Most of us have been housebound for the better part of the last two months. And while any mother who has quarantined with children during that time (myself included) will tell you what a challenge it’s been – the reality is that it’s an immense privilege...
I’m not just talking about the lifestyle by-products of this forced slow down. Yes, we’ve probably all read the think-pieces about how this time has given us pause to reconsider our values, as families, and as part of a broader community. I know I’ve had moments – sitting in the sunshine on my driveway doing chalk drawings with my daughter, the simple joy of my partner and I dancing in the living room at 9am, no morning daycare drop off to make – that have reminded me just how blindly I was rushing through life before.
Those moments are a privilege.
But the coronavirus pandemic has brought into stark relief just how much privilege our lives are dripping with. And how close we might all be – one redundancy or health crisis away – from freefall. While we muse on the complexities of work/life balance and child rearing, safe in our comfortable homes, millions of displaced individuals have no home to quarantine in. For the homeless population, self-isolation is neither an inconvenience, nor an opportunity for fresh perspective. It’s impossible.
In Oakland, California, the personal became political last year when Moms 4 Housing cofounder Dominique Walker sought shelter for herself, her newborn son, and her young daughter. She couldn’t afford housing and had been hopping from one temporary solution to another. When she came across a small, dilapidated home that had been sitting vacant for two years, she took shelter. She let herself in via the unlocked front door, and set to work, repairing the roof and scrubbing the home clean. She did not have the landlord’s consent.
Vogue reports that “vacant homes are abundant in Oakland—according to the latest U.S. Census data, there are 5,898, enough to house the city’s homeless population, estimated last summer at 4,071 people”. The house Walker settled in was owned by a real estate company with plans to flip the home. Misty Cross, another mother struggling to navigate the housing system and living in a shelter, stayed at the house on weekends.
After three weeks, the mothers were served an eviction notice, which they challenged. They argued that housing is a human right, though their appeal was denied.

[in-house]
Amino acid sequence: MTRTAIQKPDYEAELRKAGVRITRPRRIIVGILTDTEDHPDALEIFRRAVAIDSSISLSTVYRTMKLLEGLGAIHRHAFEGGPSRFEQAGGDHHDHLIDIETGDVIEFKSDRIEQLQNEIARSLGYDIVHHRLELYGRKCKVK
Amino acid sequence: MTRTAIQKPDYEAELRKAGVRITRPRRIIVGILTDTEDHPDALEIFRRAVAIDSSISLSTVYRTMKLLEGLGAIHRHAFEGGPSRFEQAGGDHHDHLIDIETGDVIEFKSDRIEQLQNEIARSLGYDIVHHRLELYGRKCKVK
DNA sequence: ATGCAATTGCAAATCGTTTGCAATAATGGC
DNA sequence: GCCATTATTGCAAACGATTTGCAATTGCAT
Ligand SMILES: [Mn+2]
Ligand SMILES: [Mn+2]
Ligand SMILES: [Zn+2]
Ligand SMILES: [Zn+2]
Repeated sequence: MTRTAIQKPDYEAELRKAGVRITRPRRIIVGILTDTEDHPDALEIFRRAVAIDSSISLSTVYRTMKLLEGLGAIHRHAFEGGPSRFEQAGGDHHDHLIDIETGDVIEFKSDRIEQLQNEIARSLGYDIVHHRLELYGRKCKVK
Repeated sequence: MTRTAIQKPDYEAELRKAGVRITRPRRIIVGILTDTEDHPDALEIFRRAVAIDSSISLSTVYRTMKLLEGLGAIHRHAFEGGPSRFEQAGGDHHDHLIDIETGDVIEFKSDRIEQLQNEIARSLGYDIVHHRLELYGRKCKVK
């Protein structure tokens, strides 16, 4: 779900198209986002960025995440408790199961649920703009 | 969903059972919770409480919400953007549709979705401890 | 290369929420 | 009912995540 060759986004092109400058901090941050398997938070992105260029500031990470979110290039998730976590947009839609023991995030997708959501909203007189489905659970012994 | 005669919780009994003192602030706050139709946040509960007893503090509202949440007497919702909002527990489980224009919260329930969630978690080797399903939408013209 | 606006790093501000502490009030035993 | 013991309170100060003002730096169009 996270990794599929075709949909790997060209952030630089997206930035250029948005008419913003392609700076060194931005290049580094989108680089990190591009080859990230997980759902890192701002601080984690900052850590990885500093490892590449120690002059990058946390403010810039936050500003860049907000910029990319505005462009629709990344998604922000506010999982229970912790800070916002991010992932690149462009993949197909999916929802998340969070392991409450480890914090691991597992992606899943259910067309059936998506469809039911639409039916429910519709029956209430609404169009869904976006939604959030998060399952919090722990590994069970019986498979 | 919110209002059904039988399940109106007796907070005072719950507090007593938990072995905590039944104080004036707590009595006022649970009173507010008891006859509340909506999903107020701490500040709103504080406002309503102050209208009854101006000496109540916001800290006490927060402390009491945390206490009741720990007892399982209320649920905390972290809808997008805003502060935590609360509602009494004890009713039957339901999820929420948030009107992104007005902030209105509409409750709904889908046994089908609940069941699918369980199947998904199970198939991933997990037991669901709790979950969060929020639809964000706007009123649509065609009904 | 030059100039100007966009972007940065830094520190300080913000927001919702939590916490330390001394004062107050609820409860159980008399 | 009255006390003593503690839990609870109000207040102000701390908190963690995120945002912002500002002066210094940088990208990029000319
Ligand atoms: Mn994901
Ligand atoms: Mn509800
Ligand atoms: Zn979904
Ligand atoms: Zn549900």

Vogue describes the extraordinary response. “Early on the morning of January 14, dozens of armed deputies from the Alameda County Sheriff’s Department, complete with an armored vehicle, AR-15 rifles, and a robot sent in to scout for potential threats, descended upon the home and arrested Cross on misdemeanor charges of resisting and obstructing the eviction. (The charges were dropped in February.) A locksmith working with law enforcement reportedly tipped off the mothers about the raid, so their children were out of the house. Within an hour of the police response, hundreds of neighbors and supporters had gathered outside thanks to a text message blast. ‘Folks were like, ‘We have your back,’” Walker says. “But I didn’t know they had our back like that. Moments like that just give us the strength to keep going and keep fighting.’”
This one act of defiance was the catalyst for the founding of Moms 4 Housing. And while the case remains unresolved, this single pocket of activism has created a ripple effect in the community of displaced people. 37MLK is an Oakland encampment founded by Stefani Echeverría-Fenn. She told Vogue what an impact the Moms 4 Housing’s stance had made on their community. “It had a huge effect on our camp,” she says. “Our camp is all-black—virtually all native Oaklanders, and majority women—and many residents of our camp really saw themselves in the women of Moms 4 Housing. It’s encouraged us to reach for more, this idea of not begging for scraps of basic human decency, but going in from a position of strength and power and asserting that this is what we deserve.”
Likewise, Reclaiming Our Homes cofounder Martha Escudero was emboldened by the Moms 4 Housing movement, particularly in light of the Coronavirus pandemic. “It’s immoral to have these houses sitting here while people are going to be dying on the streets,” she tells Vogue. “It’s a public-health crisis. If it affects one, it affects all of us.”
May her words ring true. It should affect all of us.
Photography: Dana Lixenberg courtesy of Vogue